Dómhnall called in this evening on his way back from football.
'I didn't know you played football,' I said as he settled himself at the kitchen table and started into the newly opened packet of jaffa cakes.
'I don't,' he said through a mouthful of biscuit.
'But didn't you just say you were on your way back from practice?'
He took a slug of tea.
'I just go there to hang out.'
We sat in companionable silence, the rustling of the jaffa cake packet and gentle munching the only sounds in the room.
'Your mother called in on Sunday,' I said eventually.
'Oh,' said Dómhnall morosely, examining a jaffa cake. 'So now you know.'
'Know what?' I asked.
'That she's crazy.'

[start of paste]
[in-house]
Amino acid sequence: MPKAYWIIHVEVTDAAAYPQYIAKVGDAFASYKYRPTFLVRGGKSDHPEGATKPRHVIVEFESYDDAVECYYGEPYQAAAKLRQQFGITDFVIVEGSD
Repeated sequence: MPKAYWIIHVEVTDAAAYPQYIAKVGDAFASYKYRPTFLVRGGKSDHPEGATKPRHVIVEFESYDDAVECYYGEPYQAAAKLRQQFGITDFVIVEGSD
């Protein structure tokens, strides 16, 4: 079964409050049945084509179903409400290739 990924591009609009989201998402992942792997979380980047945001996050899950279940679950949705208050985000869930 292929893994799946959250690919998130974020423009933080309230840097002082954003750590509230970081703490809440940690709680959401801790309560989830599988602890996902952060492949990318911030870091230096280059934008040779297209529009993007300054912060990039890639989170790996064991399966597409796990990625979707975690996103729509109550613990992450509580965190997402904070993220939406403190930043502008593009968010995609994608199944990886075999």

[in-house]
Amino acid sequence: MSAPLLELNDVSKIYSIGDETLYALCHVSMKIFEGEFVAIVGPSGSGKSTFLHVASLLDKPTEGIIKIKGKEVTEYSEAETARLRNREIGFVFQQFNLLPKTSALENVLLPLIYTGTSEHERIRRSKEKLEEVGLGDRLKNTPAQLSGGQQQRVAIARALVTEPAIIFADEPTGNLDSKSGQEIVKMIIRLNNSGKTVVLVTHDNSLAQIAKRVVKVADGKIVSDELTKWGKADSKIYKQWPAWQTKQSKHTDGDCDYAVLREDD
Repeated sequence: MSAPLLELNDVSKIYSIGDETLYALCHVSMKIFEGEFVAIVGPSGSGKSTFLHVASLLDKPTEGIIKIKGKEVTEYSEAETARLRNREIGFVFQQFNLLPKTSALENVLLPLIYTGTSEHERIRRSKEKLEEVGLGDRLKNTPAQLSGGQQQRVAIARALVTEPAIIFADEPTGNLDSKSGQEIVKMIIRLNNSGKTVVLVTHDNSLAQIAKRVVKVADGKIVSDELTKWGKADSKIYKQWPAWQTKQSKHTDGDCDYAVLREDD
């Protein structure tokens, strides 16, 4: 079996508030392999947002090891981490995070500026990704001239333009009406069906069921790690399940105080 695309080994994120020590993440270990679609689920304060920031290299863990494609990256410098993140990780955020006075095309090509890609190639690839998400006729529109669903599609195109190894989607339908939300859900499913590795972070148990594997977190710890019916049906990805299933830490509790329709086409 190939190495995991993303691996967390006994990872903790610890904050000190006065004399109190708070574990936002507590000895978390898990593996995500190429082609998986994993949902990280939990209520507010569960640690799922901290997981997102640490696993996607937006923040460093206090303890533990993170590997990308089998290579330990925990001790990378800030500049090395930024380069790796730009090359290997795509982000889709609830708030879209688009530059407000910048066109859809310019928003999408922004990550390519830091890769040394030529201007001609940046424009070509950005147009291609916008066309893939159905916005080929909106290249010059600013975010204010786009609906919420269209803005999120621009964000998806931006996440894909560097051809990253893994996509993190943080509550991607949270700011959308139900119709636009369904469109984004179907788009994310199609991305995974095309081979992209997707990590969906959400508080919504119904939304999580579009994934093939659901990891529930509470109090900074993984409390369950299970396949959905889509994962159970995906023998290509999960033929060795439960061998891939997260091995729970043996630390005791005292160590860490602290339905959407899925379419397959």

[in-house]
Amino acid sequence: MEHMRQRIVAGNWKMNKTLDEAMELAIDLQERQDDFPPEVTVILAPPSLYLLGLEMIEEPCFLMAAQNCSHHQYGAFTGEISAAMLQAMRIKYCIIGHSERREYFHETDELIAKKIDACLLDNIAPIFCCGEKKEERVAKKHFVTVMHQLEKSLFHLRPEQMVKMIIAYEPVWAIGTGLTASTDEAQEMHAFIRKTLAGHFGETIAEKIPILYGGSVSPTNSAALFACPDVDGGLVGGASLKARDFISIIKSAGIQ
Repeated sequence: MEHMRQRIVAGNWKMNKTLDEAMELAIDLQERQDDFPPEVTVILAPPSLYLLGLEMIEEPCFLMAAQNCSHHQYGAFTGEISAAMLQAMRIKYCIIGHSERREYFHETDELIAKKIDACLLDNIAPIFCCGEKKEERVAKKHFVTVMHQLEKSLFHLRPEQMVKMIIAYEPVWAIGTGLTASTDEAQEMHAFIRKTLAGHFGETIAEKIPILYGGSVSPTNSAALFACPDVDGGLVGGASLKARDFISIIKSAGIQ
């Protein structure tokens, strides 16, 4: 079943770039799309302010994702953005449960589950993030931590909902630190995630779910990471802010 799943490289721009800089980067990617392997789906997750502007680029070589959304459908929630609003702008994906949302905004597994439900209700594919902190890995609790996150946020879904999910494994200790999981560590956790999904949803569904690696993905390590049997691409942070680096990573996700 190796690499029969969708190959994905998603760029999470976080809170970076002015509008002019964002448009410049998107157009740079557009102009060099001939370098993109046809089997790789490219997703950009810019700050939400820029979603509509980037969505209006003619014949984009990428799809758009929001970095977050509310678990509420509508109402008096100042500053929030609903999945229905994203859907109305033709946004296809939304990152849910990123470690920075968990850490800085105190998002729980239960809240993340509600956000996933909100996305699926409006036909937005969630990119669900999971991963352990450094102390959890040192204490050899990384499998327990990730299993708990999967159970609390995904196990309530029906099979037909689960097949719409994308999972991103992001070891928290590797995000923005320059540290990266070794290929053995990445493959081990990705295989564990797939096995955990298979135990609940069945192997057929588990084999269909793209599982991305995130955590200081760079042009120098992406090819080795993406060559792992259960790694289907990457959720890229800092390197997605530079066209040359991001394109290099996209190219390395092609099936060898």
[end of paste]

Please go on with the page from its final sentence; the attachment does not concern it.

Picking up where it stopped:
'She didn't seem crazy,' I said, which wasn't exactly true.
Dómhnall looked at me scornfully.
'Six weeks ago she was mam. Then one night after dinner she ended up watching An Inconvenient Truth. Dad was asleep - he'd had a few glasses of wine. Next day she leaves her job, dyes her hair, gives all her clothes to the charity shop in town, and moves in with the hippies down at the Organic seed gathering collective.'
'Oh.' I said finally. 'Well . . . that does sound a little . . . extreme.'
'Whatever,' Dómhnall mumbled, tossing the last jaffa cake into his mouth. 'You don't have any cuisine de france baguettes lying around, do you?'